Associations between birth size, perhaps as a marker of the pre-natal environment, and subsequent breast cancer risk have been identified before, but the findings from epidemiological studies have been inconsistent.
The team re-analysed data from published and unpublished studies to obtain more precise estimates of the extent to which birth size affects the risk of breast cancer later in life and to investigate whether they could be explained by associations with other risk factors.
They examined 32 studies, comprising 22,058 breast cancer cases among a total of more than 600,000 women, the large majority of whom lived in developed countries. They found that birth weight was positively associated with breast cancer risk in studies where the size at birth information was based on birth records (although not in those based on adult self-reports, which tend to be less accurate). Analyses of women with data from birth records showed that a 0.5 kg increment in birth weight was associated with an estimated 7% increase in the risk of breast cancer.
Birth length and head circumference were also positively associated with breast cancer risk when studies with data from birth records were analysed. Of the three birth size measures examined, birth length appeared to be the strongest independent predictor of risk.
The estimated magnitude of the birth size association with breast cancer risk was not affected when the effects of established breast cancer risk factors were accounted for.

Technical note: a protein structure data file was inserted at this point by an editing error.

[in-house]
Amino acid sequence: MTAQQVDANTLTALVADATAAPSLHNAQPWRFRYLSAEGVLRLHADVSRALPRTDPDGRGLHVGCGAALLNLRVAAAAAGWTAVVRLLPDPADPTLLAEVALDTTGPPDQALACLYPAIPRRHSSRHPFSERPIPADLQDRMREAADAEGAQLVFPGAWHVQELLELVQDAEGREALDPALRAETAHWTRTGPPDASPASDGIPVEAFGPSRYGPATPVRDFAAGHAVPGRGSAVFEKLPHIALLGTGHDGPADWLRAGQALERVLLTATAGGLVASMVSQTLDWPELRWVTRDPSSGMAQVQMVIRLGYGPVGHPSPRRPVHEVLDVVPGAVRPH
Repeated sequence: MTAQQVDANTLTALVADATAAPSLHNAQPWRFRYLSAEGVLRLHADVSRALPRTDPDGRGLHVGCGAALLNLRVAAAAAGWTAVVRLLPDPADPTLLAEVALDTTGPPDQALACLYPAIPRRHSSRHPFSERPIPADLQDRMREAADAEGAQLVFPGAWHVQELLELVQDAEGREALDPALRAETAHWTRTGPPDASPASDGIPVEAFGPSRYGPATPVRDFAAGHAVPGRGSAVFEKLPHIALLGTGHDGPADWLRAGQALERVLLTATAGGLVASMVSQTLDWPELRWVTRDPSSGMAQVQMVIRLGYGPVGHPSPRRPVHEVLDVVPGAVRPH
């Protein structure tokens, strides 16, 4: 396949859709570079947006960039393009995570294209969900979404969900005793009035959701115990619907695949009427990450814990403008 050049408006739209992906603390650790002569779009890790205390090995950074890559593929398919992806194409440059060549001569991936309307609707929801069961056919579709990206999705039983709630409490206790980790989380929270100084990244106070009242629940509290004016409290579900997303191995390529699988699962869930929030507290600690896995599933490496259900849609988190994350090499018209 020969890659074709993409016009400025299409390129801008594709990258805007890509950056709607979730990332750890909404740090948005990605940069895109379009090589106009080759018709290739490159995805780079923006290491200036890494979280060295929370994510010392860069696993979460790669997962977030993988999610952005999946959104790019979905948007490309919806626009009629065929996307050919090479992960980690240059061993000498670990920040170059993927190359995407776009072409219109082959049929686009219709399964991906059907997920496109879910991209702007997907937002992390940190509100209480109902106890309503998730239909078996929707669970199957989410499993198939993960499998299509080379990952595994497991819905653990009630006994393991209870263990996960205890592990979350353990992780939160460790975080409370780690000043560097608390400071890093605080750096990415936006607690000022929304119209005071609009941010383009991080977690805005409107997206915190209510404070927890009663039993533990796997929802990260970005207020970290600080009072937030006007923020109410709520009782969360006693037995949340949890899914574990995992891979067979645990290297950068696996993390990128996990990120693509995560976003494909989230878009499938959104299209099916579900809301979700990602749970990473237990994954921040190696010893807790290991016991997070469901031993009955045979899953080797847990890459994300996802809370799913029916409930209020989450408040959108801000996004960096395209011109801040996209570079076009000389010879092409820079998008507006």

Isabel dos Santos Silva, Professor of Epidemiology at LSHTM and lead author of the study, commented:
‘Our study indicates that birth size is a marker of susceptibility to breast cancer in adulthood, at least in developed countries. The birth size - breast cancer association appeared to be largely independent of known risk factors. Little is known on how the pre-natal environment may affect breast cancer risk later in life. Further research is needed to unravel the biological mechanisms underlying the birth size - breast cancer association’.
Gemma Howe | alfa
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Researchers from the University of Miami (UM) Rosenstiel School of Marine and Atmospheric Science, the Italian Space Agency (ASI), and the Instituto Geofisico--Escuela Politecnica Nacional (IGEPN) of Ecuador, showed an increasing volcanic danger on Cotopaxi in Ecuador using a powerful technique known as Interferometric Synthetic Aperture Radar (InSAR).
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